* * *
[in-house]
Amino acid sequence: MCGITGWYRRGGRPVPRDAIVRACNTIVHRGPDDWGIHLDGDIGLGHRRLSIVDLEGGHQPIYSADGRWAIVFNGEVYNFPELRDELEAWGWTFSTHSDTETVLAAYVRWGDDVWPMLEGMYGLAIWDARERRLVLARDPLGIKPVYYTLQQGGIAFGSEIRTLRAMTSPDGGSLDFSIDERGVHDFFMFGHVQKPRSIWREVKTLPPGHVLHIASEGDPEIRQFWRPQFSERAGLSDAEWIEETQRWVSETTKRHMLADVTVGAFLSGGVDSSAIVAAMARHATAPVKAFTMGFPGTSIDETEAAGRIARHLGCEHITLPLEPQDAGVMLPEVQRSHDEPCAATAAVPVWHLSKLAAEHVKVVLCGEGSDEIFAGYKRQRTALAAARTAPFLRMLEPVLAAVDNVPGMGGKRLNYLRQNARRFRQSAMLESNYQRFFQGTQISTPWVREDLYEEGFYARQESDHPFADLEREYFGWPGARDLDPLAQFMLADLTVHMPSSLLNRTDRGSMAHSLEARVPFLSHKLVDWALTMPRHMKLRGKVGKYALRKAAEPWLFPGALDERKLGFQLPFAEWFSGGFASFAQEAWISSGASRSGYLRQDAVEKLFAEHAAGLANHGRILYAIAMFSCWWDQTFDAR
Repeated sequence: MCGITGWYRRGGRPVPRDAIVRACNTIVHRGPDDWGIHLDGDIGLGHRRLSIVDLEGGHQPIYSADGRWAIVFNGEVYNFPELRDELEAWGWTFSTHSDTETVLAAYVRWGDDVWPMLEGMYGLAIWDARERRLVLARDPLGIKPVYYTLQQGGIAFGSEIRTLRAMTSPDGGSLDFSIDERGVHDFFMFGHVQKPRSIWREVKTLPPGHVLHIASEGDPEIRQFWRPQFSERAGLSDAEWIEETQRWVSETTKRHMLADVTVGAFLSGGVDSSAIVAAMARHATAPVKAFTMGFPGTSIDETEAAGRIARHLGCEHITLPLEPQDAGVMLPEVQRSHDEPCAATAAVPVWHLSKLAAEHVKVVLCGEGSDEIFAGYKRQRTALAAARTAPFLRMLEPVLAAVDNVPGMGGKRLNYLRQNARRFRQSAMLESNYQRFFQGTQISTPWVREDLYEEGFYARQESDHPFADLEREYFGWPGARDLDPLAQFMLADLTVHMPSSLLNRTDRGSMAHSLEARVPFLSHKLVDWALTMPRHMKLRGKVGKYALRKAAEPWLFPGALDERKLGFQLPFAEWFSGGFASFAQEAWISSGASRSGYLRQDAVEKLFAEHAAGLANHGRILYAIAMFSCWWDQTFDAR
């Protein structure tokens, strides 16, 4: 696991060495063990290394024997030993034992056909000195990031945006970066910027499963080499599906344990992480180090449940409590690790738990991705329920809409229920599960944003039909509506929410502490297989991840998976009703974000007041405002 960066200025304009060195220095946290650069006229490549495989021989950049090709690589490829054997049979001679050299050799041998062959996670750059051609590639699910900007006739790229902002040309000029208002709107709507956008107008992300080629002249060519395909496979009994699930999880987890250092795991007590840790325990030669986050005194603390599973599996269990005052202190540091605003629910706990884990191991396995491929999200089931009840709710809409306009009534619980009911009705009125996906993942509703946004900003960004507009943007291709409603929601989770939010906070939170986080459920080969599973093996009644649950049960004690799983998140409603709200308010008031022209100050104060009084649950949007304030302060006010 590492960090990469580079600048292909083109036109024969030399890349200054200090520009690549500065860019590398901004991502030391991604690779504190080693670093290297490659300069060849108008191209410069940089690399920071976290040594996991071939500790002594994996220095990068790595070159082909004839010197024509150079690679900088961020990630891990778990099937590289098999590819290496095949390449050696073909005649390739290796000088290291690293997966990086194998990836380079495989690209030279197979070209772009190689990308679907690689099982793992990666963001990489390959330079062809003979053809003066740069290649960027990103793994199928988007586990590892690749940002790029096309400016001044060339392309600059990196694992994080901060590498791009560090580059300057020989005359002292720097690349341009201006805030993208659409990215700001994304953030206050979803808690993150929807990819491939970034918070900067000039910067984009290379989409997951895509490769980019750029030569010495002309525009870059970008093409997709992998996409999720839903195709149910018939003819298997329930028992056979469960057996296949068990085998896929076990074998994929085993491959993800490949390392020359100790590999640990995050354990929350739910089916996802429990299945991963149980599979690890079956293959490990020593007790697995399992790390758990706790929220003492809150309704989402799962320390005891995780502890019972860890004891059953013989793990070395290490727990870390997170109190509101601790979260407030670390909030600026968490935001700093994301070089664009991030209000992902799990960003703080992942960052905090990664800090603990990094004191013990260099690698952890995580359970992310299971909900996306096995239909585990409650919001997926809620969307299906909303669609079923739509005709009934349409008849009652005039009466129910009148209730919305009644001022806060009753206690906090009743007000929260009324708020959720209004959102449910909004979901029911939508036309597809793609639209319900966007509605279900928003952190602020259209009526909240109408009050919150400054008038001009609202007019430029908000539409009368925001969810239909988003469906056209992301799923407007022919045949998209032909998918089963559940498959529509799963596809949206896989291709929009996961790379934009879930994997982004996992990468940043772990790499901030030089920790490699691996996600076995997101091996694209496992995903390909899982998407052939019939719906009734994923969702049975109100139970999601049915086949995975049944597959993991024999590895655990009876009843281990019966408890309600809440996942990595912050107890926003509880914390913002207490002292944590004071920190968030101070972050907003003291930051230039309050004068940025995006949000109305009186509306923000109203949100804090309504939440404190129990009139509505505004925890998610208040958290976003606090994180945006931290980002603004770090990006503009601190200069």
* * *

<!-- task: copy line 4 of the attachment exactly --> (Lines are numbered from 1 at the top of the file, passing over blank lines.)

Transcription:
């Protein structure tokens, strides 16, 4: 696991060495063990290394024997030993034992056909000195990031945006970066910027499963080499599906344990992480180090449940409590690790738990991705329920809409229920599960944003039909509506929410502490297989991840998976009703974000007041405002 960066200025304009060195220095946290650069006229490549495989021989950049090709690589490829054997049979001679050299050799041998062959996670750059051609590639699910900007006739790229902002040309000029208002709107709507956008107008992300080629002249060519395909496979009994699930999880987890250092795991007590840790325990030669986050005194603390599973599996269990005052202190540091605003629910706990884990191991396995491929999200089931009840709710809409306009009534619980009911009705009125996906993942509703946004900003960004507009943007291709409603929601989770939010906070939170986080459920080969599973093996009644649950049960004690799983998140409603709200308010008031022209100050104060009084649950949007304030302060006010 590492960090990469580079600048292909083109036109024969030399890349200054200090520009690549500065860019590398901004991502030391991604690779504190080693670093290297490659300069060849108008191209410069940089690399920071976290040594996991071939500790002594994996220095990068790595070159082909004839010197024509150079690679900088961020990630891990778990099937590289098999590819290496095949390449050696073909005649390739290796000088290291690293997966990086194998990836380079495989690209030279197979070209772009190689990308679907690689099982793992990666963001990489390959330079062809003979053809003066740069290649960027990103793994199928988007586990590892690749940002790029096309400016001044060339392309600059990196694992994080901060590498791009560090580059300057020989005359002292720097690349341009201006805030993208659409990215700001994304953030206050979803808690993150929807990819491939970034918070900067000039910067984009290379989409997951895509490769980019750029030569010495002309525009870059970008093409997709992998996409999720839903195709149910018939003819298997329930028992056979469960057996296949068990085998896929076990074998994929085993491959993800490949390392020359100790590999640990995050354990929350739910089916996802429990299945991963149980599979690890079956293959490990020593007790697995399992790390758990706790929220003492809150309704989402799962320390005891995780502890019972860890004891059953013989793990070395290490727990870390997170109190509101601790979260407030670390909030600026968490935001700093994301070089664009991030209000992902799990960003703080992942960052905090990664800090603990990094004191013990260099690698952890995580359970992310299971909900996306096995239909585990409650919001997926809620969307299906909303669609079923739509005709009934349409008849009652005039009466129910009148209730919305009644001022806060009753206690906090009743007000929260009324708020959720209004959102449910909004979901029911939508036309597809793609639209319900966007509605279900928003952190602020259209009526909240109408009050919150400054008038001009609202007019430029908000539409009368925001969810239909988003469906056209992301799923407007022919045949998209032909998918089963559940498959529509799963596809949206896989291709929009996961790379934009879930994997982004996992990468940043772990790499901030030089920790490699691996996600076995997101091996694209496992995903390909899982998407052939019939719906009734994923969702049975109100139970999601049915086949995975049944597959993991024999590895655990009876009843281990019966408890309600809440996942990595912050107890926003509880914390913002207490002292944590004071920190968030101070972050907003003291930051230039309050004068940025995006949000109305009186509306923000109203949100804090309504939440404190129990009139509505505004925890998610208040958290976003606090994180945006931290980002603004770090990006503009601190200069």